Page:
Crossovers are tuned to a specific frequency, but in the calculation for that frequency, the speaker load comes into play.
For example, if I take a crossover tuned to 800hz between 8 ohm woofers and 8 ohm tweeters, and replace the woofer with a 4 ohm driver, that effects the crossover.
In the above crossover the Tweeter will stay at 800hz, but the woofer crossover will drop down to 400hz, leaving a very large gap in the response between 400hz and 800hz.
However, if you replace the woofer with a 16 ohms driver, then the crossover will jump to 1600hz leaving a large overlap between 800hz and 1600hz.
So, while it will probably work, it won't sound right.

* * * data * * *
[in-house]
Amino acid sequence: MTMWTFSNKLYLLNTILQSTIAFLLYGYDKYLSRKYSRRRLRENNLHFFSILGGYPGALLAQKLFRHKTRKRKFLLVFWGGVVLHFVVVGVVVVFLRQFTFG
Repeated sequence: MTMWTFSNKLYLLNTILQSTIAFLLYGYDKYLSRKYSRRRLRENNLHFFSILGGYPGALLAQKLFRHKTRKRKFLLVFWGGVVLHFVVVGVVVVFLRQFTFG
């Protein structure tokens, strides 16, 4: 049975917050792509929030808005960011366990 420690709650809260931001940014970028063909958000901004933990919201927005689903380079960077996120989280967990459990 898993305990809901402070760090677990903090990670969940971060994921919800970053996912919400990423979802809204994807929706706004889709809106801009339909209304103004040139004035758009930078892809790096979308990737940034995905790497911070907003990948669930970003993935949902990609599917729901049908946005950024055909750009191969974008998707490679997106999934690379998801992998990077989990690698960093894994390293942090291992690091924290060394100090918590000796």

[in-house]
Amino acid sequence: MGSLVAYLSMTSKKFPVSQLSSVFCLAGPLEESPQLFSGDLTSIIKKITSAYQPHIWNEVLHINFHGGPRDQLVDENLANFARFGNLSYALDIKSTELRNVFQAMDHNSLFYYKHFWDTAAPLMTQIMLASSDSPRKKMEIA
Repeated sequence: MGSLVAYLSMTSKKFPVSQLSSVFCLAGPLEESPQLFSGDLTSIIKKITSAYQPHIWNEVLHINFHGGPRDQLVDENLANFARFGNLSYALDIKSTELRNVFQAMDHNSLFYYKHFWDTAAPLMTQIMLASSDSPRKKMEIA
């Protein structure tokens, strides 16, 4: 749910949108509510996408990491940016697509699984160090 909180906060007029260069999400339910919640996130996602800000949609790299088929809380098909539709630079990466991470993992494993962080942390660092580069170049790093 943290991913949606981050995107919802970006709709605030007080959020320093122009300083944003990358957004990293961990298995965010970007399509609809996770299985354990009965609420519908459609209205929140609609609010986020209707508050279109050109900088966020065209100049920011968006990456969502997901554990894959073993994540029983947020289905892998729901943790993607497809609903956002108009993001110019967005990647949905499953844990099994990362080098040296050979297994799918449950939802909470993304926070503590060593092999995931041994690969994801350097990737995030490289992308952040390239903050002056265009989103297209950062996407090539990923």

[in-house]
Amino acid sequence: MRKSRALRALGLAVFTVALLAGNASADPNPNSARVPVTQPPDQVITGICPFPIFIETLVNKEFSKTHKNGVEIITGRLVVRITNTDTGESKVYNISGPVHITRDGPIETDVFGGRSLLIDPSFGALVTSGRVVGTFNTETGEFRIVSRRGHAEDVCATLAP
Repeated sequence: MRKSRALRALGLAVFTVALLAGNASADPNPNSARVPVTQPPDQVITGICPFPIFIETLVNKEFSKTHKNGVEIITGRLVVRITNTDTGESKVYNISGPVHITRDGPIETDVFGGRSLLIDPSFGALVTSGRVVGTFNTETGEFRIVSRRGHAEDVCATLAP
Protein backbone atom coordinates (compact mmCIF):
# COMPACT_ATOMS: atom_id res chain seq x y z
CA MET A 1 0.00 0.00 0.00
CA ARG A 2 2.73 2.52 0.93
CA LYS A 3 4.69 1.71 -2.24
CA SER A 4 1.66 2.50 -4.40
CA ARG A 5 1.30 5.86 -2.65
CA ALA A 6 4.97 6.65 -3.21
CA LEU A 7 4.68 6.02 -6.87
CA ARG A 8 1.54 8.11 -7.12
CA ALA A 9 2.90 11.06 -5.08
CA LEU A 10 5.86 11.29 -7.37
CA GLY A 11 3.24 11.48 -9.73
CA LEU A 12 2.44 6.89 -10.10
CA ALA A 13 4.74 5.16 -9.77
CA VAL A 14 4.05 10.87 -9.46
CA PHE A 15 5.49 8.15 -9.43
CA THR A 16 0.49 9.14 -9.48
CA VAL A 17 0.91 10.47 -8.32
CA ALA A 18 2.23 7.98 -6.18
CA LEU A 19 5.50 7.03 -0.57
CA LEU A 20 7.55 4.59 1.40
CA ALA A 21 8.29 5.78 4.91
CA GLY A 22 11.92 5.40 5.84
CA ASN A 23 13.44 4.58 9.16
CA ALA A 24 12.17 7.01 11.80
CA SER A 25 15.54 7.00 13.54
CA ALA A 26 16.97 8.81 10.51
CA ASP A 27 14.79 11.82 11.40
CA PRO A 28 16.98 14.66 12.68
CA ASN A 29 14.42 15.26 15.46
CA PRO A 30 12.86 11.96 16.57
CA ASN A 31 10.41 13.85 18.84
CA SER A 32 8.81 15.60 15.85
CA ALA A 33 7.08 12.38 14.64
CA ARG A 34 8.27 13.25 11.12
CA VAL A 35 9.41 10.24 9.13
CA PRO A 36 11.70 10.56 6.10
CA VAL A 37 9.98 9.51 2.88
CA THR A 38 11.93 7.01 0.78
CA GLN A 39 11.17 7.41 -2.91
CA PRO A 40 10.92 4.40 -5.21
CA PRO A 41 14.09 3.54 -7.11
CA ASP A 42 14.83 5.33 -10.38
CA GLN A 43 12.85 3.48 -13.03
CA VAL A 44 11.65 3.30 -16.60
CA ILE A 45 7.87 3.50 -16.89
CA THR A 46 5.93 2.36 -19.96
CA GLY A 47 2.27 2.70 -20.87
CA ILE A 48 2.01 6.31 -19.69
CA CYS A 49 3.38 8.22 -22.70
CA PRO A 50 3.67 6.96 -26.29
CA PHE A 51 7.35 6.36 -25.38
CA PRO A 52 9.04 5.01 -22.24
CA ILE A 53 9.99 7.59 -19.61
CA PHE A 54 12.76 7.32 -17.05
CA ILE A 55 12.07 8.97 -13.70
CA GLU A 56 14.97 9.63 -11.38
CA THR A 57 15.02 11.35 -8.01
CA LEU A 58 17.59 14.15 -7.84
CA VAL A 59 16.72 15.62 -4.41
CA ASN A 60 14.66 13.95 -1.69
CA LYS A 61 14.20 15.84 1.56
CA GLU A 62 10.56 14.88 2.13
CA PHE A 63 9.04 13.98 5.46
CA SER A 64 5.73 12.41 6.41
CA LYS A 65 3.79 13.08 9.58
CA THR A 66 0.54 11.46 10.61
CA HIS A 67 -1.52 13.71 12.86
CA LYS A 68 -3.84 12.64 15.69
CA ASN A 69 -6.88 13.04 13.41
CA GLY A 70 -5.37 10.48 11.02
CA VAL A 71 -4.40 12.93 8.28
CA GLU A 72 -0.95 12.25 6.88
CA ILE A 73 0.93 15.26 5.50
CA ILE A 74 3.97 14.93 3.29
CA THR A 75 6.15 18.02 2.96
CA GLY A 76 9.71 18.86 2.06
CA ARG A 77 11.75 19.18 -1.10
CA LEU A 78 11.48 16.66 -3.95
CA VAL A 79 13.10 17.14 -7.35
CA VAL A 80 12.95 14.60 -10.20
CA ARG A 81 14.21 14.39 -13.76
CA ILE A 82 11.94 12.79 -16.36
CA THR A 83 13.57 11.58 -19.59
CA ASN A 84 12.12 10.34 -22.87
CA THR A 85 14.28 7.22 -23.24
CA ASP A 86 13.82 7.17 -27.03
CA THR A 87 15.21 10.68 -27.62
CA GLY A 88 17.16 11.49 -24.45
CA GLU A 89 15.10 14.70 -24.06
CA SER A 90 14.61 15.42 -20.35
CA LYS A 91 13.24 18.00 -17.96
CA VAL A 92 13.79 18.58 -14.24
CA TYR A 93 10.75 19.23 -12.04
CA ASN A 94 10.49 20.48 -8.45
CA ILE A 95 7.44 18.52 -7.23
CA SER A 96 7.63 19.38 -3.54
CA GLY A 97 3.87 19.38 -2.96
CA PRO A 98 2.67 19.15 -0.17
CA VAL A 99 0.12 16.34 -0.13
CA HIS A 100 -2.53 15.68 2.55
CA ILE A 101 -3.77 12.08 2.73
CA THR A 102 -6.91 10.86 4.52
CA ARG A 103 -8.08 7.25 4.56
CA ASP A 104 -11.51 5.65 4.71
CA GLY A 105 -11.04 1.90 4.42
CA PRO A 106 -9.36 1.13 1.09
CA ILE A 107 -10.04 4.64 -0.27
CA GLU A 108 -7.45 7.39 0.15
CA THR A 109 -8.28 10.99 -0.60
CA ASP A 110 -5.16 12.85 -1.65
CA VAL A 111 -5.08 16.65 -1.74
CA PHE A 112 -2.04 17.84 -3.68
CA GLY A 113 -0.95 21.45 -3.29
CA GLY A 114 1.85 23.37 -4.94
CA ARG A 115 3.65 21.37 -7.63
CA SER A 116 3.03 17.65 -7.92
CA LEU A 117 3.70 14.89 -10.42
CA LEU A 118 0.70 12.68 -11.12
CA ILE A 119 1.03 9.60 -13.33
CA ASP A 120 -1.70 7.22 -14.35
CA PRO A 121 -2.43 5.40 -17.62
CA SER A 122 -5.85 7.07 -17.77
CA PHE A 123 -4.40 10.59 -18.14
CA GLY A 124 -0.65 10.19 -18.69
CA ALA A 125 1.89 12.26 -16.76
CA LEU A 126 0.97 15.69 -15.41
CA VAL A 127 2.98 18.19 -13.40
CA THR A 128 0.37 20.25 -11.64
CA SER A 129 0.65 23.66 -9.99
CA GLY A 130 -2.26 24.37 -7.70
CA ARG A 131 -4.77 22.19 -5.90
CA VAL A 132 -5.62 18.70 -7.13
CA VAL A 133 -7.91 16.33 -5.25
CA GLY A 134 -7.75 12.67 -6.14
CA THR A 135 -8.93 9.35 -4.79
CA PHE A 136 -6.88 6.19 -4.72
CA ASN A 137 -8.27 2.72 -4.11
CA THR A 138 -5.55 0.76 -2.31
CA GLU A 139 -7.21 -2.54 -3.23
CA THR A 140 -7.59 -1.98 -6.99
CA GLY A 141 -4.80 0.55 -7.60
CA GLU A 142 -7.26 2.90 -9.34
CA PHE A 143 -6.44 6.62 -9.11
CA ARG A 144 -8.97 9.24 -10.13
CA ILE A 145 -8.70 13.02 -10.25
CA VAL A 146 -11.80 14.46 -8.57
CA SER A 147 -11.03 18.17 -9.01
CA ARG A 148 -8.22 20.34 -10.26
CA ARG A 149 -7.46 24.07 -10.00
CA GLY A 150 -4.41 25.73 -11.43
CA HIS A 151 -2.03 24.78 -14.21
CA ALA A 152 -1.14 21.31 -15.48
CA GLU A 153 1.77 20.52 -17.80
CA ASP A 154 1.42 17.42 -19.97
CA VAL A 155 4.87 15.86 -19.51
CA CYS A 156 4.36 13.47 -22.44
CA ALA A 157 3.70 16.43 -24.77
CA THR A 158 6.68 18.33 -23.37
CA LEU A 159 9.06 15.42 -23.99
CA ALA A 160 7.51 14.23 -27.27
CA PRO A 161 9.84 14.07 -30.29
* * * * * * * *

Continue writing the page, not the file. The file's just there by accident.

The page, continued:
You could correct the load by substituting a 8 ohm power resistor in place of the driver. Assuming that the drivers are 8 ohms. I'm guessing for casual use you would need minimum a 20w resistor, though more likely a 50w to 100w resistor would be better.
Then we come to the issue of Cabinet Tuning. The port in a cabinet is very tightly tied to the internal volume of the cabinet. Like Pipe Organ pipe, the length and diameter of the Port are very specific. If yo leave a large opening where the missing speaker once was, the cabinet becomes tuned to a whole new frequency.
Say as an example, the cabinet tuning would rise from 30hz up to about 80hz.